As it was handled, a blog post trumpeting the back catalog of SonyBMG and, by the way, umm…your rates are going up just a wee little bit (100%+), I think people feel like eMusic has stopped being straight with their customers. The rate changes and addition of a major label were shocking enough, but the thoughtless statements laced with corporate speak that were just thrown out to be missed if you don’t read their blog seems to be a much worse sign for the future.
    If anyone from eMusic is reading this, as a long time subscriber, I think you could have saved yourselves a lot of headaches and lost subscriptions if you’d just handled this better. Your biggest asset is a very loyal subscriber base who are feeling betrayed by the impersonal and, well, corporate way this was rolled out. I think most of us could bear a rate increase knowing it would be adding more indies to the roster and preventing further ones from leaving. But, wrapping this in age old SonyBMG back catalog that pretty much everyone who is interested in already owns, just wasn’t the way to get to us after years of being all about the independents.
    Sorry for the length of this post but thanks for letting me vent.

  2. On eMusic I could afford to be adventurous and sample all kinds of things. Now, not so much. And why? So I can access to downloading loads of music I already know about? Meaning I already own it or don’t care to.
    I wouldn’t download Thriller for a ¢01 let alone ¢41/track.
    Feels like eMusic was completely unaware of their core customer.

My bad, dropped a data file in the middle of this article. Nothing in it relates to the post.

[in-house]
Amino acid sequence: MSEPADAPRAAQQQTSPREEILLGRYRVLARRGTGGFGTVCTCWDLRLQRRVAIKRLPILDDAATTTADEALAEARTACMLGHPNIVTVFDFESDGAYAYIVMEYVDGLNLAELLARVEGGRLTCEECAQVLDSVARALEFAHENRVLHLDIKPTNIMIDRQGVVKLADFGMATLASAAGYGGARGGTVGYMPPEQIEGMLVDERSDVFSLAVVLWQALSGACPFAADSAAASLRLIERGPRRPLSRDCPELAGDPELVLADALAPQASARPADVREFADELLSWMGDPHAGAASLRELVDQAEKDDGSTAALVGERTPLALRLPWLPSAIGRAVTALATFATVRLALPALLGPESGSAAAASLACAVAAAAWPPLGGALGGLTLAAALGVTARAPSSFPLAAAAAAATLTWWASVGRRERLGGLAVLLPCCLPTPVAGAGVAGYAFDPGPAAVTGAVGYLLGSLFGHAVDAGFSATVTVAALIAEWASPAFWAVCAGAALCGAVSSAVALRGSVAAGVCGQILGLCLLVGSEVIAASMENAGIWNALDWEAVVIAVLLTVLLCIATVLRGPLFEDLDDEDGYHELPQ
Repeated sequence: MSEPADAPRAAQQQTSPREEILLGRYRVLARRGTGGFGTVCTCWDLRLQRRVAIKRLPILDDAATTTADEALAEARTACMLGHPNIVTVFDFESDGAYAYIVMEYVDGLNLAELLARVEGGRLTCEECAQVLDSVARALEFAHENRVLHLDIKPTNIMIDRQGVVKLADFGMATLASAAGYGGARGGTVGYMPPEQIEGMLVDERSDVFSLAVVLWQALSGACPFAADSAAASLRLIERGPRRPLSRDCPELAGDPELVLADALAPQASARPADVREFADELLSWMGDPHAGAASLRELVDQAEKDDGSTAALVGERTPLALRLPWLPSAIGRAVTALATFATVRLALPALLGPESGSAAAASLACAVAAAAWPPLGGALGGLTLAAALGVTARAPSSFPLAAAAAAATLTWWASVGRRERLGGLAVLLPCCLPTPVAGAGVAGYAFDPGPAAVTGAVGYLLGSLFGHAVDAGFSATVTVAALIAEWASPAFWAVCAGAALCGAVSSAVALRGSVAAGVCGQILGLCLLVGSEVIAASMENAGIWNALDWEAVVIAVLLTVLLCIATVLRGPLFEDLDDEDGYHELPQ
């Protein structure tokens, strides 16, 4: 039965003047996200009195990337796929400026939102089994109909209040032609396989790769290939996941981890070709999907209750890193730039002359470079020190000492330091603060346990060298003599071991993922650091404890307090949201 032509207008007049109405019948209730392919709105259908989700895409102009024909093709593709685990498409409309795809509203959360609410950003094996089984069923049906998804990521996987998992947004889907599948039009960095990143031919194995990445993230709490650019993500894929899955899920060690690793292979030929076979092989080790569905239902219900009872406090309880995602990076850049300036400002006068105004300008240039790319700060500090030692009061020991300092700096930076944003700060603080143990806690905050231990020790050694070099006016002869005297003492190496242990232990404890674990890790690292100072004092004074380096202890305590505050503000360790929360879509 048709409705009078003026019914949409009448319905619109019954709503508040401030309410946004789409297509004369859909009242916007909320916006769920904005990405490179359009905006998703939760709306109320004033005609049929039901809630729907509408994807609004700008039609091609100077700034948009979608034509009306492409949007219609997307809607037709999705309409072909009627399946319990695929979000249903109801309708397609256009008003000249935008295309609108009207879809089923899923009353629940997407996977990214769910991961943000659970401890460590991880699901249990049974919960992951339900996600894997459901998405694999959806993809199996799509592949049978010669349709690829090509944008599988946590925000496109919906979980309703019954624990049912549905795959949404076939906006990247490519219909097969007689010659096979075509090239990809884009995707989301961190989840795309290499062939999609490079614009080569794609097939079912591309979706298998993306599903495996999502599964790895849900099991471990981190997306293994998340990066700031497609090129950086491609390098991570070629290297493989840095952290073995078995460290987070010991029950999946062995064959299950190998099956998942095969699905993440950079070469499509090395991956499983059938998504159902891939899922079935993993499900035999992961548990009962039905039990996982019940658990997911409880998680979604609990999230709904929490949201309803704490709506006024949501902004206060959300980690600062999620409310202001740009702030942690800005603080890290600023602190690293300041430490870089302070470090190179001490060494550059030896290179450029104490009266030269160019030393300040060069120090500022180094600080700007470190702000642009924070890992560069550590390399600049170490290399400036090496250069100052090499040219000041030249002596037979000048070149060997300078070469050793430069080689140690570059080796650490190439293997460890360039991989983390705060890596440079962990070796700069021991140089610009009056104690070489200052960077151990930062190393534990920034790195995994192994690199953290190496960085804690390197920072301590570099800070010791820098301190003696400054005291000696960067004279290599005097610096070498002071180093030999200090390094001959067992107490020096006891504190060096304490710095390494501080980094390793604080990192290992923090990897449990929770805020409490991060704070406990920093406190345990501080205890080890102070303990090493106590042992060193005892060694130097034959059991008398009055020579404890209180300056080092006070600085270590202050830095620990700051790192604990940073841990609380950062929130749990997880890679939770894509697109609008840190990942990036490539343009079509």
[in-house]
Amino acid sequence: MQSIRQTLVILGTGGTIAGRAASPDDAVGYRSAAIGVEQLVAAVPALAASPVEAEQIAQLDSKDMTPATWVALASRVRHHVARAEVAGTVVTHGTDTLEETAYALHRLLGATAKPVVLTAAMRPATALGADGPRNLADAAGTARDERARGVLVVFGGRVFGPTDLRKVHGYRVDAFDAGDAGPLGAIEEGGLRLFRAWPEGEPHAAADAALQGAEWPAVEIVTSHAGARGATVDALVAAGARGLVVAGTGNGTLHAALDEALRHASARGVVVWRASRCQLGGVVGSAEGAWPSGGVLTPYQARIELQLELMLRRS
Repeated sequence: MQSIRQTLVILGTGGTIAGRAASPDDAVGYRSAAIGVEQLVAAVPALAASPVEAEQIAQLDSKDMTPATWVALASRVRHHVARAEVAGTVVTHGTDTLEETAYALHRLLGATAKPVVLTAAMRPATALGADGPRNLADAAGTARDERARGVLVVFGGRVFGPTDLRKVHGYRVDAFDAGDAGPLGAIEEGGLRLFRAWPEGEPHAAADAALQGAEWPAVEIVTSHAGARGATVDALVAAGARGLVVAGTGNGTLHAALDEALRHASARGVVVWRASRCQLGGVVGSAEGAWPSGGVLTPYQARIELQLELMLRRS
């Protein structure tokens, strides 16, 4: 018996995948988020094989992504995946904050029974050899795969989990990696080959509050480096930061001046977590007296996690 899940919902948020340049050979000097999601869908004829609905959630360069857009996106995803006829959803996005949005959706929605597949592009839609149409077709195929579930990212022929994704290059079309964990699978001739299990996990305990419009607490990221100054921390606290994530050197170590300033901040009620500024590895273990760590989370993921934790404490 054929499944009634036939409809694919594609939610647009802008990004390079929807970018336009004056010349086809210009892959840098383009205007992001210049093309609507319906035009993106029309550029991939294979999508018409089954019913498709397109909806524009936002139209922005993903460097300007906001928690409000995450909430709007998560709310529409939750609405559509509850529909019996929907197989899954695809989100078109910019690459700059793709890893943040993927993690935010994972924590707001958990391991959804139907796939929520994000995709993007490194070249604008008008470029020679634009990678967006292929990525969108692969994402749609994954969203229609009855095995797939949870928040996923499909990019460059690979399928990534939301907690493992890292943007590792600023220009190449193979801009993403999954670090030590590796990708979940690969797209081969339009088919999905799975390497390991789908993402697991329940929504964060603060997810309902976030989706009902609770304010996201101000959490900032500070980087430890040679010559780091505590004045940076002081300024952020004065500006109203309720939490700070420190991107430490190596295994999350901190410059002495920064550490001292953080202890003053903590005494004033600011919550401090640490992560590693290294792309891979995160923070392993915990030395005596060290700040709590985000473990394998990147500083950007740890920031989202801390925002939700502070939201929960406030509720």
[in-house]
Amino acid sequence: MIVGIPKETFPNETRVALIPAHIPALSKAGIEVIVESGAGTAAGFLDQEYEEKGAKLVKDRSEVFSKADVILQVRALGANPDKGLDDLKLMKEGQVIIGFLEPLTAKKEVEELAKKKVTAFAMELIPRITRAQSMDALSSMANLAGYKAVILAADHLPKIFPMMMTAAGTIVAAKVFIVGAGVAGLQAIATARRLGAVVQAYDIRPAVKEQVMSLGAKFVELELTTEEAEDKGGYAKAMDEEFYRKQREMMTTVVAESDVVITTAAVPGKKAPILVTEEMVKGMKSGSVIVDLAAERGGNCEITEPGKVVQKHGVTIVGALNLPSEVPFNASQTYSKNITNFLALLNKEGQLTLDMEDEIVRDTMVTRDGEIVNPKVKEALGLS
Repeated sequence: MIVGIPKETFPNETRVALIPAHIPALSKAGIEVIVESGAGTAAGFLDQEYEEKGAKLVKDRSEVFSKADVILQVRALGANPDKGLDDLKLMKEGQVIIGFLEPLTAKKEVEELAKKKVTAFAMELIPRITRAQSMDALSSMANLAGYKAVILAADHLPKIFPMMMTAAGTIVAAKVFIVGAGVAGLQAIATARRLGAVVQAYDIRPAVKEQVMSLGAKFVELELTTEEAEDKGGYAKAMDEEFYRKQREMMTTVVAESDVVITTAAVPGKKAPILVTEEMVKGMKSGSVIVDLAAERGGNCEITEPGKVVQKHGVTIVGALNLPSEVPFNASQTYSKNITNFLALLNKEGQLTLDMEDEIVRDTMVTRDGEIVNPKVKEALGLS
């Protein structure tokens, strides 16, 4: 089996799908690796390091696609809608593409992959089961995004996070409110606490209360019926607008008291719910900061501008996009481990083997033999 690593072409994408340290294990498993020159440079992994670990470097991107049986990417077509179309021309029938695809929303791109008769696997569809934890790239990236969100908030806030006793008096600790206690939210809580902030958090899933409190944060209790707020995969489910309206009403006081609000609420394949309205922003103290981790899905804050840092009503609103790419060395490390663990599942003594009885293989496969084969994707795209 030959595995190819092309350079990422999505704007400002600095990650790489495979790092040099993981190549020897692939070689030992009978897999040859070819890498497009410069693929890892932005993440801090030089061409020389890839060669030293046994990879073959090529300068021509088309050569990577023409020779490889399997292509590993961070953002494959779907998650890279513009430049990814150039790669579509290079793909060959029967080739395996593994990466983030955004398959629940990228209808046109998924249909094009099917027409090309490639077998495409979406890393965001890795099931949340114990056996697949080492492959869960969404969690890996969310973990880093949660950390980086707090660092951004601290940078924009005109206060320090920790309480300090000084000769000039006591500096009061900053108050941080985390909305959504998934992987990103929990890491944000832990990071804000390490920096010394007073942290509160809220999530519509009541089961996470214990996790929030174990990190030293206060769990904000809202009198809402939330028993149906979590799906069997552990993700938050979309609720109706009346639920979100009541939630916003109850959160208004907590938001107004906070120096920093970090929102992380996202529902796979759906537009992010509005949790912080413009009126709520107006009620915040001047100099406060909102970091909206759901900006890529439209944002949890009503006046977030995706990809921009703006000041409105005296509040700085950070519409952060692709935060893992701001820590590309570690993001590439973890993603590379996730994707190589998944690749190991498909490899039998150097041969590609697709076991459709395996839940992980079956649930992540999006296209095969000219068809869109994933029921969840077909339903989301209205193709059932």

We’re talking about this on the rock blog, http://www.rocktownhall.com/blogs/index.php/2009/06/02/i-m-so-mad-at-my-emusic

  3. From a business stand point it is like eMusic didnt even understand their customer base, let alone listen to them. They could not have made a worse move! Whoever made this call should be fired.

  4. Wow, I thought the “selling out” conversations died in the early 90’s. Did anyone notice that for some customers they are grandfathering in the old rates? Personally I’m happy I can legitimately fill in my back catalog at a much deeper discount. Emusic has probably hit a revenue plateau and the only way to break through of it is to add major label content. It’s actually a bold move for SONY to come off the mountain and show we’re moving from a high-margin unit based music economy to an ARPU driven model.

  5. Oh, and while I guess getting less for the same rate isn’t the greatest news… I’m still happy, IMO their catalog was getting a little stale.

  6. The speculation about eMusic’s price increase being tied to the addition of the Sony catalog becomes difficult to deny when you consider that current emusic members in the UK, EU and Canada, unlike those in the U.S., are not being forced to adopt new and more expensive plans…the ‘coincidence’ being that the Sony catalog is not yet available in those countries.
    Q: Will the Sony catalog become available to subscribers in the UK, EU and Canada?
    A: We will be making the Sony catalog available to members in the UK, EU and Canada. We don’t currently have a timetable for when this will happen but we are actively working on it.
    Q: Are prices changing in the UK, EU and Canada?
    A: Current members will see no change. Prices for new members will change. We’re doing this for two reasons: To help attract new labels and bring back those we all miss and keep us where we need to be as a business.